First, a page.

The new Netflix thriller Clickbait – you’ll never believe what happens!
If you want to make a modern crime thriller series, you should probably name it something modern and cool, like Facebook Killer or Deadly App or The Fake News Murders… or Clickbait. Wait yeah, you’re right, that’s a stupid idea.
Netflix’s new mystery-thriller series, Clickbait, sounds like a cheap attempt – like a clickbait headline – to cash in on a contemporary-sounding hip-with-the-kids buzz word. But you don’t write TV series like SEO websites, right? And the plot synopsis doesn’t help: The day after a family dinner ends up in an uncomfortable argument between brother and sister, the brother, Nick Brewer, disappears. A video appears on the internet of the badly beaten Nick holding a card that says “I abuse women. At 5 million views, I die”.
So there’s a clickbaity video on the internet, and those with Nick’s best interests at heart really don’t want it to “go viral”. Of course this will be a hit with the tiktok generation, right?
But once it starts, all those fears fall away. Zoe Kazan, appearing as Nick’s sister Pia, initially takes the lead as protagonist and detective. Her performance, as a family black sheep who’s desperately trying to save her brother before his clickbait clock runs out, finely balances this movie as a serious story with some high personal stakes. Nobody knows why Nick is being threatened, whether the video is even real, or what to do to stop it, and Zoe grounds this story and pulls the audience in for the ride.
Then in the next episode, someone else takes over. In another move that sounds very cheap and gimmicky, each of the series’ 8 episodes has a different protagonist, including Betty Gabriel as Nick’s wife, and Phoenix Raei as the detective assigned to the case. This not only helps the story to unfold in dramatic, interesting ways without seeming overly complex or twisty, but also explores 8 different perspectives of character’s relationships with the internet, including video sharing sites, social media, dating apps and instant messaging. But far from a cliché or a morality movie that warns of the dangers of technology, this just feels like a natural display of realistic contemporary characters.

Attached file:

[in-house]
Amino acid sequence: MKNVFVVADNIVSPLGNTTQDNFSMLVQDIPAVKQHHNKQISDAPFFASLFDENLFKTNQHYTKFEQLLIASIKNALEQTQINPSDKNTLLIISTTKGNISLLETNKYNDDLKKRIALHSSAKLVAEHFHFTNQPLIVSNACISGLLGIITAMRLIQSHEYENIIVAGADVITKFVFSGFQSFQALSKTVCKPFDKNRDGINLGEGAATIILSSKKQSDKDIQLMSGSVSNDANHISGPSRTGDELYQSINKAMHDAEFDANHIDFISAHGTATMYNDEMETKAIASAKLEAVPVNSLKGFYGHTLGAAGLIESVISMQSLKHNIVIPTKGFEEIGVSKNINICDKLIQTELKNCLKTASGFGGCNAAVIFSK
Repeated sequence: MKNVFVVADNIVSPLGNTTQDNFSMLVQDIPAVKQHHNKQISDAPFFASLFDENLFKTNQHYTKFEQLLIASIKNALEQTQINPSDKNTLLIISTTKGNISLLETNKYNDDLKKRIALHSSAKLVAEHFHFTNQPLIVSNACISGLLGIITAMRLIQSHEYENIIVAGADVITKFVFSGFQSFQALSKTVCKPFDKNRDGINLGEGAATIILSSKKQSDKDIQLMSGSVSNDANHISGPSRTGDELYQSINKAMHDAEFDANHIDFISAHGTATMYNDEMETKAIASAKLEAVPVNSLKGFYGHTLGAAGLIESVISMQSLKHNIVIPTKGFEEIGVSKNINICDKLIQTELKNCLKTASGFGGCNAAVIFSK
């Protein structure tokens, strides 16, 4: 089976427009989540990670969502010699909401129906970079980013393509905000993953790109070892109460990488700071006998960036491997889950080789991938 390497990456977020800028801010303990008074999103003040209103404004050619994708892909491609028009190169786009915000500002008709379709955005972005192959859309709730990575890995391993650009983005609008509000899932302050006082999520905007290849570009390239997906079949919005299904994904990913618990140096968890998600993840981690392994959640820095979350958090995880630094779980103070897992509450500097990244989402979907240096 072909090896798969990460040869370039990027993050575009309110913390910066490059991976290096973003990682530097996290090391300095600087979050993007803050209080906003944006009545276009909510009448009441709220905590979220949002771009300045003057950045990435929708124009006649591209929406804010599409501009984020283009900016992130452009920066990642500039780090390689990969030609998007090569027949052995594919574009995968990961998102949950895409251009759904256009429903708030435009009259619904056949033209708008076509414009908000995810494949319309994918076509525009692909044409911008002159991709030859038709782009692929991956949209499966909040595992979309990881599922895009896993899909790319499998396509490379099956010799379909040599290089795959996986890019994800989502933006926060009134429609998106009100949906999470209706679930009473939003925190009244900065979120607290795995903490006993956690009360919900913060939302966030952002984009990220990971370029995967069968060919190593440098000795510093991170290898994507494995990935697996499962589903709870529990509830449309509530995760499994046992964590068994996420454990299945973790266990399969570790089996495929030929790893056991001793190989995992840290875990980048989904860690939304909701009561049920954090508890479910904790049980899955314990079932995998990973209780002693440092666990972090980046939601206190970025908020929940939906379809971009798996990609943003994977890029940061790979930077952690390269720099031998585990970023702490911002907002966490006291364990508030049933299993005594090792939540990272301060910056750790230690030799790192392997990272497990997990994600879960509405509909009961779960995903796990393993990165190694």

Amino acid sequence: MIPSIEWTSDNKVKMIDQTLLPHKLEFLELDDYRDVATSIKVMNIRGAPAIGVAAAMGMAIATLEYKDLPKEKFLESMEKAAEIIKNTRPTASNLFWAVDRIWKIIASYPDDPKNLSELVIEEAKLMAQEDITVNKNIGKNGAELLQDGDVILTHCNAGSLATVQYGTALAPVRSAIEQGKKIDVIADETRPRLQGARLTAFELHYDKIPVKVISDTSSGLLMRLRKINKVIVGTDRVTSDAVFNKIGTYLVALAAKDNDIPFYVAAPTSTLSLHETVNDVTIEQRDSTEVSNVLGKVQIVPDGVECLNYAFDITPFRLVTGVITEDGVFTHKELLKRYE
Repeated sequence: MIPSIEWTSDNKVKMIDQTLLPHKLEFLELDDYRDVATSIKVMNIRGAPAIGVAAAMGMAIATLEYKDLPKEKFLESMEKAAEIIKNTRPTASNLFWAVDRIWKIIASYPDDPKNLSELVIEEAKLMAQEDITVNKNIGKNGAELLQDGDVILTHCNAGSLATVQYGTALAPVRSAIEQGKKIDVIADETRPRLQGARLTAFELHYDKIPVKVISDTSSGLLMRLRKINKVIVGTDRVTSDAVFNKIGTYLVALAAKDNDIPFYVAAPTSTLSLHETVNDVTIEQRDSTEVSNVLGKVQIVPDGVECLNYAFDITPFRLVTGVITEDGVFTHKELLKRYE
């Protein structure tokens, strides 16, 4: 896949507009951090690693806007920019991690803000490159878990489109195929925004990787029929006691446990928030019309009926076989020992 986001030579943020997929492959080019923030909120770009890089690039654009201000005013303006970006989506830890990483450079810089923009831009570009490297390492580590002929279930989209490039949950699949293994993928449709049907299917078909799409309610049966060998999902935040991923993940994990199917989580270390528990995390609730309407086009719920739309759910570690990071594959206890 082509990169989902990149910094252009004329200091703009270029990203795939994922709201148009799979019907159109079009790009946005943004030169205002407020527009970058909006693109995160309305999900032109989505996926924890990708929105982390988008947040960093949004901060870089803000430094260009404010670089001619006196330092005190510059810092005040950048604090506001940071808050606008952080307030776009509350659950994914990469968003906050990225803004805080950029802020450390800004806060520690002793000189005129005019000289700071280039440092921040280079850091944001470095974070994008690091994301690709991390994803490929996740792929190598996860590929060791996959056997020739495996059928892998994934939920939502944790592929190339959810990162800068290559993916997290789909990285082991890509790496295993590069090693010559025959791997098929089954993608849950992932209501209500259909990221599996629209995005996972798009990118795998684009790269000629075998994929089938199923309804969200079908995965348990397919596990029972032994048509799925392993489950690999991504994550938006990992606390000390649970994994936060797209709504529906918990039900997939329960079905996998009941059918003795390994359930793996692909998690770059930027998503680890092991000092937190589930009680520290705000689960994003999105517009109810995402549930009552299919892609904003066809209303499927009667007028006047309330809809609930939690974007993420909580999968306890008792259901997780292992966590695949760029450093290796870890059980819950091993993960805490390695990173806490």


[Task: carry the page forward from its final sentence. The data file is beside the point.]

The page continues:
But while the concept, plot, and characters were enough to keep me hooked, some of the plot twists and revelations along the way feels a little too familiar. In the first few episodes, the kidnapping and hostage video seems so intriguing and novel, that some of the eventual story conclusions feel a little tired. I wasn’t able to see any of the big twists coming, but despite not being obvious, they didn’t seem nearly as fresh as the show’s basic building blocks.
Still, Clickbait takes you on a fun ride that delivers more than the title might imply. Especially the well-written characters and their perfectly cast performers – from bit players to Nick’s children, who also get their time in the spotlight – kept me hooked until the end. Clickbait will probably not shock you as much as our headline suggests, but there’s enough substance and story to hold for the eight episode duration, and at least keep you from doing another Buzzfeed quiz for a couple of hours.
Clickbait is available to stream on Netflix from 25 August 2021.
Floris sometimes writes things when he’s not watching movies or playing video games or editing videos or folk-rock singing/songwriting.